First of all, this forces a sales manager to plan a productive meeting instead of just jumping on a weekly call and resorting to the roundtable update approach.
The agenda should change for each meeting. If you send the same template each week, they will stop looking at it. Keep agendas fresh and relevant.
When sales people know the manager is being proactive and planning for their meetings, they are more likely to take them more seriously, also.
Invite RELEVANT guest speakers. Who could join your sales team call and share information that will help your sales people sell more?
This could be an internal product specialist who could clear up confusion or answer questions about a new product offering.
This could be a customer who could give a short talk on their experience working with your firm.
This could be someone from your marketing team to share some current market research relevant to your customers.
Share ownership for a productive meeting with the entire team. Share meeting planning and executing responsibilities with team members. For example, someone can be the timekeeper, someone can lead an agenda topic, someone can send the agenda out in advance, someone can secure a guest speaker, etc. It’s everyone’s responsibility to use this time wisely.
Assign pre-work. This doesn’t have to be a huge project, just a small amount of preparation so they can contribute to a successful, helpful sales team meeting. And, again, meetings are always more interesting when more people have input.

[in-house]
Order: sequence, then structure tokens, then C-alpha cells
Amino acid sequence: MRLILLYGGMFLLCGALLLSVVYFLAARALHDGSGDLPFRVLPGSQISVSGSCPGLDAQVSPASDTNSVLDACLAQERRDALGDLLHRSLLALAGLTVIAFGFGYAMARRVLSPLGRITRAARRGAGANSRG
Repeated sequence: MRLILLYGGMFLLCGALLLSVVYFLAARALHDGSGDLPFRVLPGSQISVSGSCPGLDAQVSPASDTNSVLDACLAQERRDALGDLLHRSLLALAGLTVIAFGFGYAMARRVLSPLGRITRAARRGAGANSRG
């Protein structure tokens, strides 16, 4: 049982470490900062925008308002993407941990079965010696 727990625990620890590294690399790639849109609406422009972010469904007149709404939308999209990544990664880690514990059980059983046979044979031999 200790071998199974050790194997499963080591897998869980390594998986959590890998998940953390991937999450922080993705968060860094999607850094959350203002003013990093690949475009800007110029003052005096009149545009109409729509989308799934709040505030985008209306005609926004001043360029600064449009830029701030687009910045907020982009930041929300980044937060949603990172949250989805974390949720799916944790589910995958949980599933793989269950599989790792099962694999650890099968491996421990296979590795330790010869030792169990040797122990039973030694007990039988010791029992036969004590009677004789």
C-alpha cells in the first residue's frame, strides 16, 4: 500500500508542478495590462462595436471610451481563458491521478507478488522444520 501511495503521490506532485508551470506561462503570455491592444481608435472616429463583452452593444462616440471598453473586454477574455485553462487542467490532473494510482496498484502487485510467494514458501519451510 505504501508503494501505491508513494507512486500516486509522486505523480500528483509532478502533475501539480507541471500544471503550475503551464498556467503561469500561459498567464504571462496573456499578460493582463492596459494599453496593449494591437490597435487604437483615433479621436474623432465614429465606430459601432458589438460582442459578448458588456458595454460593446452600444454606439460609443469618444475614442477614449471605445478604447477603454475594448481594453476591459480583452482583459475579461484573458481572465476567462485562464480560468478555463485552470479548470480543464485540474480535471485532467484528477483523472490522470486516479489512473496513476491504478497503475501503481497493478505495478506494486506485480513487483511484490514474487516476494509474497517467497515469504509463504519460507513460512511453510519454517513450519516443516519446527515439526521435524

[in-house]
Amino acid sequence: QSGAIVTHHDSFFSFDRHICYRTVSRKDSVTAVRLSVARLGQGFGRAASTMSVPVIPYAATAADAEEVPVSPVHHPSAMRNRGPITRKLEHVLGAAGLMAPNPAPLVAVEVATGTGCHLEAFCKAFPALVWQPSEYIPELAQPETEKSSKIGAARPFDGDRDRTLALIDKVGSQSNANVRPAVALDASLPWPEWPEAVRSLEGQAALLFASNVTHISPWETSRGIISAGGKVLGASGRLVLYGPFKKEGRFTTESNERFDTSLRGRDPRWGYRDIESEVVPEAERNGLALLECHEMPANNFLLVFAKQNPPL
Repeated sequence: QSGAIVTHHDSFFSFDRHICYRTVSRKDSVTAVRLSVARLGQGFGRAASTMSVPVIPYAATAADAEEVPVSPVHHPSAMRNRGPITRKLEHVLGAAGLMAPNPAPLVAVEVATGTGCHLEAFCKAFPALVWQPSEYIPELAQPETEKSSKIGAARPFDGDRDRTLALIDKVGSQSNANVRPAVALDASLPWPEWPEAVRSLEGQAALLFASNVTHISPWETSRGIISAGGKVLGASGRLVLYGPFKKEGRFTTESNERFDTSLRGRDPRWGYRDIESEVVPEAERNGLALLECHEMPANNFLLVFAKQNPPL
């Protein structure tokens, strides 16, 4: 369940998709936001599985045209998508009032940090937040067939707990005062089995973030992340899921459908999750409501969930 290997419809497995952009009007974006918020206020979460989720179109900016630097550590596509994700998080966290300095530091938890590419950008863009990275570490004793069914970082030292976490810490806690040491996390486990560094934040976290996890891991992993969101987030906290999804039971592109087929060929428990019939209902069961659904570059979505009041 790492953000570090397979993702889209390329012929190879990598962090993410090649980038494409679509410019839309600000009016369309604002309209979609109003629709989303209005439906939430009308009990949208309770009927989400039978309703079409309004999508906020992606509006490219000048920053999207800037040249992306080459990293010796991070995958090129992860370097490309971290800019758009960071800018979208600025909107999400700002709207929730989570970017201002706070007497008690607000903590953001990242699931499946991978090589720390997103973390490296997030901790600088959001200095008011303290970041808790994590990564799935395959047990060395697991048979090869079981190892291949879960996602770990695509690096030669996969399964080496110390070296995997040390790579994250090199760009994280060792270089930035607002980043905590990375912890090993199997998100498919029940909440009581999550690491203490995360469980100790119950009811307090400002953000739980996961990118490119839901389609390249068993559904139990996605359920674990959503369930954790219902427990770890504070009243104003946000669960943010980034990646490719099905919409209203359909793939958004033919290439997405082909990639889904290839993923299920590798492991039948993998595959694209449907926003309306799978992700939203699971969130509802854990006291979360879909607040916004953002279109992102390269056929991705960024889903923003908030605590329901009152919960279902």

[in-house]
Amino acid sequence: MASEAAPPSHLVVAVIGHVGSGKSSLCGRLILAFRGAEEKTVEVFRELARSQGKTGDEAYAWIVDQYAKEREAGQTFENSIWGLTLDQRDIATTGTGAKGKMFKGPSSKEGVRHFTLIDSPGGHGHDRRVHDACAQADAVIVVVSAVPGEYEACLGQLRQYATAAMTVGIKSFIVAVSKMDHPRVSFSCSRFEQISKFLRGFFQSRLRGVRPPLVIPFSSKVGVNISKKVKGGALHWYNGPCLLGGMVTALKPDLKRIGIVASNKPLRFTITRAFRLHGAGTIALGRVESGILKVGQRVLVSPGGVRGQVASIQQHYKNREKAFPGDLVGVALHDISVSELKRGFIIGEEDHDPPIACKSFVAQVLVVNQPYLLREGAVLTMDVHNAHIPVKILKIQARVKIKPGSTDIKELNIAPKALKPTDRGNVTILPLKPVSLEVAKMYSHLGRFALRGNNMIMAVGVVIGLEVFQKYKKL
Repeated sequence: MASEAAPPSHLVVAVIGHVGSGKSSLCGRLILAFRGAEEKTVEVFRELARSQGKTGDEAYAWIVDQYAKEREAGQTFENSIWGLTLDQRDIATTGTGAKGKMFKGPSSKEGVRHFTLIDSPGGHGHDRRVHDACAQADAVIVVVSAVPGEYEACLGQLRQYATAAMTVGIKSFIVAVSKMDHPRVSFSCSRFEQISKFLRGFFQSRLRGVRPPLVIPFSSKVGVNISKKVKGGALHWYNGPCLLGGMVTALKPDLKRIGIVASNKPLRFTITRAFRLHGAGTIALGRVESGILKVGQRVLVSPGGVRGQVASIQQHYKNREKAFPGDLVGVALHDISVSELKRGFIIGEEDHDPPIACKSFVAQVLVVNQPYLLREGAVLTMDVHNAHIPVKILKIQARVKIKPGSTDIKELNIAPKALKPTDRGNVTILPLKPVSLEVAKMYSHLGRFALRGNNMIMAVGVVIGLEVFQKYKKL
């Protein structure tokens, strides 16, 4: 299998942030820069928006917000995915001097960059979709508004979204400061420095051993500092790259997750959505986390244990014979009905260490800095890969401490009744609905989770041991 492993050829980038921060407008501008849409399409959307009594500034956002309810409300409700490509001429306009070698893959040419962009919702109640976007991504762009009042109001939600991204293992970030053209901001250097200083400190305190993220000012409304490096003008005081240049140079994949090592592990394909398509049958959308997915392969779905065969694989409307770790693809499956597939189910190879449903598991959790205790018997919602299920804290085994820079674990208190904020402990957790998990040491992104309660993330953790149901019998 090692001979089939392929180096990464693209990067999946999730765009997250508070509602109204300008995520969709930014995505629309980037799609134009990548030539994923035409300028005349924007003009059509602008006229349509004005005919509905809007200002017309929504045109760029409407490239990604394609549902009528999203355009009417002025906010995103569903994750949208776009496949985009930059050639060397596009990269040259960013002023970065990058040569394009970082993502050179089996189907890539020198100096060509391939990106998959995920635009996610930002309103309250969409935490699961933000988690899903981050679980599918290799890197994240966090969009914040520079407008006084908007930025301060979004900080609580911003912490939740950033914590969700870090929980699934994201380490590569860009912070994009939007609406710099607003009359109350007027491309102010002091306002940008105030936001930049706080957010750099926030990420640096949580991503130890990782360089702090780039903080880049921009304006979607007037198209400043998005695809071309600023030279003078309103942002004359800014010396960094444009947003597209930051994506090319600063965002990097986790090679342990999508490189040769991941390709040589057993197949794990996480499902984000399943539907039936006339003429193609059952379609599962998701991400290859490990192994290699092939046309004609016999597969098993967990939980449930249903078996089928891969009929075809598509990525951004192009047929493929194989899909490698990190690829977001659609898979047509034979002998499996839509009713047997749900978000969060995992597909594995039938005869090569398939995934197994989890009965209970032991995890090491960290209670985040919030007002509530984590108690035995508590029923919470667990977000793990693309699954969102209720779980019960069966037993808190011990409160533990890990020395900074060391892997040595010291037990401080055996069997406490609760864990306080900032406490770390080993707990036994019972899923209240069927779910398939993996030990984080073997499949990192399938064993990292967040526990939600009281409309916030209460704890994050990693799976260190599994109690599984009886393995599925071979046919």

Give them an article to read before the meeting.
Ask them to think about a topic and be prepared with their thoughts or ideas on that topic.
Ask them to research something for the sales team.
Team Book Club: Read and discuss a current business book as a team. Read the chapter before the meeting and discuss it during the meeting for a set time.
Reinforce recent sales training. Most sales training organizations have reinforcement modules designed for sales managers to use after the formal training. Use these. Each meeting, asks a different sales person to “teach” the next module. This forces the team to study and practice the sales methodologies and skills that will make them more successful.
Have fun. Celebrate successes!
Don’t do a data dump. If administrative things can be shared via email, do so. Give the team a chance to ask questions or make clarifications on something they received via e-mail, but do not dump all this info on them during their meeting.
Stick to the allotted time. Enough said?
Share Best Practices. Again, make sure this is on the agenda. Ask one sales person per week to share something they have tried that is working. They should be able to tell the rest of the team how and why they did it and share any tools that will help someone else try it.
Surprise ’em! Don’t get stuck in a rut of the same agenda, in the same order with the same people talking each week. Try something new such as:
Throw out a challenge or problem and ask group to solve it by the end of the meeting.
Pick one or two deals and spend the time creating an account strategy for those deals. The person who owns the deals will be grateful for the input and everyone will gain valuable ideas for their own deals.
Do a scavenger hunt on the phone. (For example: Collectively, look for 5 prospects you should be calling on, look for 5 prospects you should stop calling on, etc)